Vision: A Resource for Writers
Lazette Gifford, Editor
  Holly Lisle's Vision

Keep Your Eyes Open

By Valerie Serdy

© 2002, Valerie Serdy

Ideas for our writing can come from anywhere and everywhere.  This is an old writing axiom, rather like "write what you know," and yet sometimes I forget the value it has for me.  I grew up reading fantasy novels and internalized various conventions and clichés without realizing it.  Only after reading Diana Wynne Jones' A Tough Guide to Fantasyland did I realize that, aside from automobile-like horses and black birds of ill omen, there are rarely any animals in most fantasy novels.  It took reading Water: A Natural History by Alice Outwater to show me what to do about it.

My own novel is plagued by a lack of animals: in the scenery, interacting with my characters, providing work for people.  I grew up in suburbs and cities so my knowledge of "wild" animals was limited to dogs, cats, and the occasional roadkill.  As I've moved progressively further from cities, I've noticed more animals and birds in nature and slowly those creatures have made their way into my writing.  But an animal's appearance is still as rare in my writing as when I see it in my yard.  Construction, hunting, pets, and people noises have led to wariness in all but the most gregarious animals.

As a writer, I stick to the old standby: write what you know.  Judging by the lack of animals in other fantasy novels, I suspect other writers are doing the same thing.  But it doesn't always make sense to use our modern urban experiences with animals for our fantasy novels, especially considering most fantasy novels are based on some type of pre-industrial (or emerging industrial) medieval society.

This point hit home after I read Water,  in which Alice Outwater discusses the history of America's waterways starting with Medieval Europe's demand for furs.  While at first this history book seemed like an unlikely source for fantasy world building, the more I thought about it, the more it made sense. 

Today, there are over 280 million people in the United States, making it the third most populous country, after China and India.  Our cities are close together, sprawling with suburbs that surround a city's center for miles.  The landscape is covered with roads, utility lines, railroads.  We have dug new channels for rivers and filled in wetlands.  Until the 1970's, companies dumped their waste byproducts into any convenient river or up out of their smokestacks.  All of this has caused animal habitats to disappear,(in  replaced by houses, farms, progress.  And with their habitats, the animals themselves are disappearing: 5200 animal species worldwide are threatened with extinction.

Medieval cities, on the other hand, were few and far apart.  Many were not all that populous.  During the Black Death, it is estimated that Paris, the most populous city north of the Alps, had a population of 180,000 people; today it has more than two million.  People simply weren't numerous enough or technologically advanced enough to damage animal habitat and thereby reduce animal populations and change animal behavior as effectively and quickly as we have today.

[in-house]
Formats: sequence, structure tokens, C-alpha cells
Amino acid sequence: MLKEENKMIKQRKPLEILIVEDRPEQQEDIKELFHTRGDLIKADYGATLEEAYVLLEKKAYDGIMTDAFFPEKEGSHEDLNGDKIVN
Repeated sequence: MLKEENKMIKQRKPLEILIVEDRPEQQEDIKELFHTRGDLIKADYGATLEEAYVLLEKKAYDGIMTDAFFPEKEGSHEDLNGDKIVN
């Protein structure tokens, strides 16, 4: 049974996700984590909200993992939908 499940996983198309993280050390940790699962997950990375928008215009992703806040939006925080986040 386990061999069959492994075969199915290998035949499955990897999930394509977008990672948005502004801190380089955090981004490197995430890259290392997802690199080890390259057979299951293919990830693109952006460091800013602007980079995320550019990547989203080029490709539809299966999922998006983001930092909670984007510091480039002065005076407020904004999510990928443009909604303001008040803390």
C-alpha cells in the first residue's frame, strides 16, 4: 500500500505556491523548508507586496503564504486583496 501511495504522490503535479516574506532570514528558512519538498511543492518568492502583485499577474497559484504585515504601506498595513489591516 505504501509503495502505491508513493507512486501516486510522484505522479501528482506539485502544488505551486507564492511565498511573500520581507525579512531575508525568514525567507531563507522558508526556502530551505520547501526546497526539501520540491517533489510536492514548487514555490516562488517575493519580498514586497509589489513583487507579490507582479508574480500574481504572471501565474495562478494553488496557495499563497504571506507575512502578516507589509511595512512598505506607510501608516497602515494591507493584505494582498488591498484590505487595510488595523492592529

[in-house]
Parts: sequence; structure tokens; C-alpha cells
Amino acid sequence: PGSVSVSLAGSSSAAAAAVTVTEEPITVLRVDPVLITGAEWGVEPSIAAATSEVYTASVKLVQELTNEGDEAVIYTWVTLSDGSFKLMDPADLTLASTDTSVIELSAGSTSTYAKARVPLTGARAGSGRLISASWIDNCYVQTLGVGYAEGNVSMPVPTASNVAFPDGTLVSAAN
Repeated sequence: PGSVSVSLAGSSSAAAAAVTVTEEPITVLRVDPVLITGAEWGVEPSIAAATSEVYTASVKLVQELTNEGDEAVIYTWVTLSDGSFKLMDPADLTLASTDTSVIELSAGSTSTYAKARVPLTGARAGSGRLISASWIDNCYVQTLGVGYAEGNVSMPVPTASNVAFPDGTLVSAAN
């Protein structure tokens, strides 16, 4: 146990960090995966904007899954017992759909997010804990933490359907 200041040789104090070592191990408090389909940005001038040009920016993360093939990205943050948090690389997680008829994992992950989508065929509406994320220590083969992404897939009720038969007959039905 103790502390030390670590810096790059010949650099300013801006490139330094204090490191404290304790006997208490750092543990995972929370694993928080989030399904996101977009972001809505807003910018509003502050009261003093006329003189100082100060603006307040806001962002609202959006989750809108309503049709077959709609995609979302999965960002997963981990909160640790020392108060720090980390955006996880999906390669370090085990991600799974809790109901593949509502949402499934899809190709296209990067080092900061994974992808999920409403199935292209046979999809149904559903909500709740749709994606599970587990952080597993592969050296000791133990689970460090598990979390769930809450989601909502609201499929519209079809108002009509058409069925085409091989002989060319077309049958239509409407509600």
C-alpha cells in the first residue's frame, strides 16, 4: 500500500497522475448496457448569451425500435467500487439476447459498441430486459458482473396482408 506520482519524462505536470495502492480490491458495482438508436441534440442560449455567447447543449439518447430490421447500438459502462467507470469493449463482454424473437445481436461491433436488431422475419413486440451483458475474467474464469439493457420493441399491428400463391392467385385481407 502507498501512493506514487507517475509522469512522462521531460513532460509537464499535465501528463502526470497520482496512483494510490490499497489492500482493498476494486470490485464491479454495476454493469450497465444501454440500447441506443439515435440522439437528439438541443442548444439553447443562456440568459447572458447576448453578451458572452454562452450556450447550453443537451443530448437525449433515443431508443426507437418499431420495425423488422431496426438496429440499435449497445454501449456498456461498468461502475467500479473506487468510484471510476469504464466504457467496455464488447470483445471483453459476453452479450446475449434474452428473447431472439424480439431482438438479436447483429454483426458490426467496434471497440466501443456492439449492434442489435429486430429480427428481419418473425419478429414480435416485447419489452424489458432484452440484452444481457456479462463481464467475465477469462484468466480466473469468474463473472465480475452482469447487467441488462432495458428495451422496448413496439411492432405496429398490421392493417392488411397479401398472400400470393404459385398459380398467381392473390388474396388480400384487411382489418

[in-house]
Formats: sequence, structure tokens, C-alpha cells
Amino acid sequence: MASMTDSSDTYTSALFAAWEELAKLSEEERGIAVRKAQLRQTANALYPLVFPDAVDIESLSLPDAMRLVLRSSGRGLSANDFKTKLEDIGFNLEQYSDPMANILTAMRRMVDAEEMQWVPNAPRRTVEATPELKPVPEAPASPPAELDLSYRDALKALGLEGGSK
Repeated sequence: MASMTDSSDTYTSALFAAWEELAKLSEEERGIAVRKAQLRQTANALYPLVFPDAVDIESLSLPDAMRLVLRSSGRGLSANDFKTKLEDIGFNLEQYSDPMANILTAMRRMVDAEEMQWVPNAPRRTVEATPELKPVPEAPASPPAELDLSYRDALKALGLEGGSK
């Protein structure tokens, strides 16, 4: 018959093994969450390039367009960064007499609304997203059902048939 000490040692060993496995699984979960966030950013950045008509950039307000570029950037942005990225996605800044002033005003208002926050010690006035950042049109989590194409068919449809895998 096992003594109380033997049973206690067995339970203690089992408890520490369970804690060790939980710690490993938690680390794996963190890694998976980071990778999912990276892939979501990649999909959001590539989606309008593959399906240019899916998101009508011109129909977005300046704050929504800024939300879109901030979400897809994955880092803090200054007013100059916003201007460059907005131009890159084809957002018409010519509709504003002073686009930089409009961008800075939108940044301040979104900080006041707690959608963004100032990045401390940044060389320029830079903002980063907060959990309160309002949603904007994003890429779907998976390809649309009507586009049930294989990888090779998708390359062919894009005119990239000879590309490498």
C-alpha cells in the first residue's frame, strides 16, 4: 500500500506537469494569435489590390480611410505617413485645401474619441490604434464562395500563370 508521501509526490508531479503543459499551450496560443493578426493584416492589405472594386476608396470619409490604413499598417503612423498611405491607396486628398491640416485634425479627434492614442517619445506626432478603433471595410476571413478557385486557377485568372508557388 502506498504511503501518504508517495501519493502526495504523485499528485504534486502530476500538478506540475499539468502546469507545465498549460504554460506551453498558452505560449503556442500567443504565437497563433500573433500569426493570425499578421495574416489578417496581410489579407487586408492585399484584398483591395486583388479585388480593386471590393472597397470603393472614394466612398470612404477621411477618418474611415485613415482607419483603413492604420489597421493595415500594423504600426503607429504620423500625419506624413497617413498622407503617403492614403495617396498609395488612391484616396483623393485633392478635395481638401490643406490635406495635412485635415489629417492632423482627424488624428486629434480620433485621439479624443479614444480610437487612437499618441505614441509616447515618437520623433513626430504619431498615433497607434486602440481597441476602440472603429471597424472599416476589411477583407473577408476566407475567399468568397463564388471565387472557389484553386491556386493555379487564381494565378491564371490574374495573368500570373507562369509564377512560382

When European fur trading hit its peak during the 1300s, prized animals were so numerous that 380,000 animals could be caught, skinned, and delivered in two months.  And while particular species may have declined, this total number remained relatively stable for a number of decades.  Our experiences today simply don't allow us to fathom how numerous fur-bearing animals must have been to sustain the level of predation for that long.

While we may not want to use our experiences today to define our fantasy worlds, we can use various books like Water to help us out.  Water describes how prevalent animals such as beaver, buffalo, and prairie dogs were in North America before European colonization and westward expansion.  Outwater also points out that naturalists' journals, such as those of Lewis and Clark, describe which animals were common in different habitats before human predation.  Some journals also show common animal behaviors that may not be apparent at the zoo or available from a quick field guide. 

This information comes in handy if my characters spend any time traveling cross-country.  The lands they pass through will be richer and more realistic in landscape and scenery with the addition of herds of grazing animals and the chitter of an angry squirrel.  The information becomes even more useful if I've made fur a large industry in my world as it was for many medieval societies. 

Water pointed out how the cold climate of northern Europe and poor architecture combined to create a thriving trade in furs to keep people warm.  If my characters also live in a cold environment, they will do whatever it takes to stay warm: build better homes, make warmer clothes.  If my characters don't have open fields to graze sheep for wool, fur becomes a realistic alternative.  If certain animals are hard to trap because of wiliness or rarity, they will be more expensive, influencing fashion.  Everyone simply must have a beaver skin hat.  And if certain animals become unavailable due to excessive hunting, as Outwater shows, my people will begin to expand and colonize other areas to meet their needs, which creates instant conflict as my people clash with other peoples.

Reading Fantasyland, a book that ruthlessly pokes fun of the fantasy genre, allowed me to recognize a cliché that had slipped into my own writing.  Once my eyes were opened to this flaw, I was able to pull advice and ideas from other books, such as Water, to help correct the problem.  Ideas do indeed come from the strangest sources.


The Tough Guide to Fantasyland, by Diana Wynne Jones, Trafalgar Square; ISBN: 0575062576

Water : A Natural History, by Alice Outwater, Basic Books; ISBN: 0465037801

Excerpts of the Lewis and Clark journals can be found at the University of Virginia and PBS